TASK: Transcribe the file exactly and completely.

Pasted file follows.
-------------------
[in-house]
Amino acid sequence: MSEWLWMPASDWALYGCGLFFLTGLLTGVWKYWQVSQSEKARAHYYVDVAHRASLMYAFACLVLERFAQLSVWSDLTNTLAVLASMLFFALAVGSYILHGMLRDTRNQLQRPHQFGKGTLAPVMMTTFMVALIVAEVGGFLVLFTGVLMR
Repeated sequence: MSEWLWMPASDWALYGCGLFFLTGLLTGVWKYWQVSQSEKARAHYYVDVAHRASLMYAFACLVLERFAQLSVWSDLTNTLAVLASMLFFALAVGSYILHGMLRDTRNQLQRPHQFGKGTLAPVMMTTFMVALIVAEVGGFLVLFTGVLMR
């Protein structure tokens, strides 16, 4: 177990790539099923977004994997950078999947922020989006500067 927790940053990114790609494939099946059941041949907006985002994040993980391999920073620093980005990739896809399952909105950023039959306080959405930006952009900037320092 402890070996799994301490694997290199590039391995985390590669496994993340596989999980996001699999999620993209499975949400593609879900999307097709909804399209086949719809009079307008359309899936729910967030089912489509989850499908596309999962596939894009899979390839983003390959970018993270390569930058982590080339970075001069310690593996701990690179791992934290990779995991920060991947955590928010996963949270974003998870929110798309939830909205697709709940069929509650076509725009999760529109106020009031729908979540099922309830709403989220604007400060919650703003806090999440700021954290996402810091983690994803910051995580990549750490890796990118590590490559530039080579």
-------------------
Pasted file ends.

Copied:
[in-house]
Amino acid sequence: MSEWLWMPASDWALYGCGLFFLTGLLTGVWKYWQVSQSEKARAHYYVDVAHRASLMYAFACLVLERFAQLSVWSDLTNTLAVLASMLFFALAVGSYILHGMLRDTRNQLQRPHQFGKGTLAPVMMTTFMVALIVAEVGGFLVLFTGVLMR
Repeated sequence: MSEWLWMPASDWALYGCGLFFLTGLLTGVWKYWQVSQSEKARAHYYVDVAHRASLMYAFACLVLERFAQLSVWSDLTNTLAVLASMLFFALAVGSYILHGMLRDTRNQLQRPHQFGKGTLAPVMMTTFMVALIVAEVGGFLVLFTGVLMR
């Protein structure tokens, strides 16, 4: 177990790539099923977004994997950078999947922020989006500067 927790940053990114790609494939099946059941041949907006985002994040993980391999920073620093980005990739896809399952909105950023039959306080959405930006952009900037320092 402890070996799994301490694997290199590039391995985390590669496994993340596989999980996001699999999620993209499975949400593609879900999307097709909804399209086949719809009079307008359309899936729910967030089912489509989850499908596309999962596939894009899979390839983003390959970018993270390569930058982590080339970075001069310690593996701990690179791992934290990779995991920060991947955590928010996963949270974003998870929110798309939830909205697709709940069929509650076509725009999760529109106020009031729908979540099922309830709403989220604007400060919650703003806090999440700021954290996402810091983690994803910051995580990549750490890796990118590590490559530039080579």